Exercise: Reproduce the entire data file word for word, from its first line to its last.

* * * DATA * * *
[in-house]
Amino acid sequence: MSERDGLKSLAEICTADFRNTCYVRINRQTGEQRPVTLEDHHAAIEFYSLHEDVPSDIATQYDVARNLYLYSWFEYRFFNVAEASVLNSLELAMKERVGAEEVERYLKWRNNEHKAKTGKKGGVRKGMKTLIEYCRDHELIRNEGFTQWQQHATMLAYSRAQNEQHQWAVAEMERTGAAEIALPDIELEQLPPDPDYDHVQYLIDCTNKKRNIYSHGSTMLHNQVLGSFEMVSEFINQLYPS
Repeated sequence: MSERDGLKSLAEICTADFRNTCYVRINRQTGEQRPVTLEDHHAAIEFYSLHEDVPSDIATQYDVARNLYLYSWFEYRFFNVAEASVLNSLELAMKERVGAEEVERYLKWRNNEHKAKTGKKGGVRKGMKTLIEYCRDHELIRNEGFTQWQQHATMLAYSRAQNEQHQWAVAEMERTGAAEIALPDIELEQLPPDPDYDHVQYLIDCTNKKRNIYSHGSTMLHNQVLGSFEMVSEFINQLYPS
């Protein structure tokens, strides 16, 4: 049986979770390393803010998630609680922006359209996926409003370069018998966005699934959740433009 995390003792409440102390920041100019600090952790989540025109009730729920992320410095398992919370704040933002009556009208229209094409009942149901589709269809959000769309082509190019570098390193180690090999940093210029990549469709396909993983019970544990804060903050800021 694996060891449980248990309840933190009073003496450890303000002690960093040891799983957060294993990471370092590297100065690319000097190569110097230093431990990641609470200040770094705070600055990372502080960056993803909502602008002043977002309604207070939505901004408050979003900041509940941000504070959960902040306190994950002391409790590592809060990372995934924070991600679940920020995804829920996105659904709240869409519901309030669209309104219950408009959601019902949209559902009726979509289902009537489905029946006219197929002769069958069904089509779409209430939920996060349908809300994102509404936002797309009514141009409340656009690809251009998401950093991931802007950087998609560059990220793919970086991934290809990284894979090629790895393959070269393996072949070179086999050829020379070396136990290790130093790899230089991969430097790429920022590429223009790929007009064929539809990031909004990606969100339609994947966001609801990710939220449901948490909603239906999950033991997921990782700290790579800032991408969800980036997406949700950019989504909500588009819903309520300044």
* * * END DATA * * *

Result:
[in-house]
Amino acid sequence: MSERDGLKSLAEICTADFRNTCYVRINRQTGEQRPVTLEDHHAAIEFYSLHEDVPSDIATQYDVARNLYLYSWFEYRFFNVAEASVLNSLELAMKERVGAEEVERYLKWRNNEHKAKTGKKGGVRKGMKTLIEYCRDHELIRNEGFTQWQQHATMLAYSRAQNEQHQWAVAEMERTGAAEIALPDIELEQLPPDPDYDHVQYLIDCTNKKRNIYSHGSTMLHNQVLGSFEMVSEFINQLYPS
Repeated sequence: MSERDGLKSLAEICTADFRNTCYVRINRQTGEQRPVTLEDHHAAIEFYSLHEDVPSDIATQYDVARNLYLYSWFEYRFFNVAEASVLNSLELAMKERVGAEEVERYLKWRNNEHKAKTGKKGGVRKGMKTLIEYCRDHELIRNEGFTQWQQHATMLAYSRAQNEQHQWAVAEMERTGAAEIALPDIELEQLPPDPDYDHVQYLIDCTNKKRNIYSHGSTMLHNQVLGSFEMVSEFINQLYPS
């Protein structure tokens, strides 16, 4: 049986979770390393803010998630609680922006359209996926409003370069018998966005699934959740433009 995390003792409440102390920041100019600090952790989540025109009730729920992320410095398992919370704040933002009556009208229209094409009942149901589709269809959000769309082509190019570098390193180690090999940093210029990549469709396909993983019970544990804060903050800021 694996060891449980248990309840933190009073003496450890303000002690960093040891799983957060294993990471370092590297100065690319000097190569110097230093431990990641609470200040770094705070600055990372502080960056993803909502602008002043977002309604207070939505901004408050979003900041509940941000504070959960902040306190994950002391409790590592809060990372995934924070991600679940920020995804829920996105659904709240869409519901309030669209309104219950408009959601019902949209559902009726979509289902009537489905029946006219197929002769069958069904089509779409209430939920996060349908809300994102509404936002797309009514141009409340656009690809251009998401950093991931802007950087998609560059990220793919970086991934290809990284894979090629790895393959070269393996072949070179086999050829020379070396136990290790130093790899230089991969430097790429920022590429223009790929007009064929539809990031909004990606969100339609994947966001609801990710939220449901948490909603239906999950033991997921990782700290790579800032991408969800980036997406949700950019989504909500588009819903309520300044």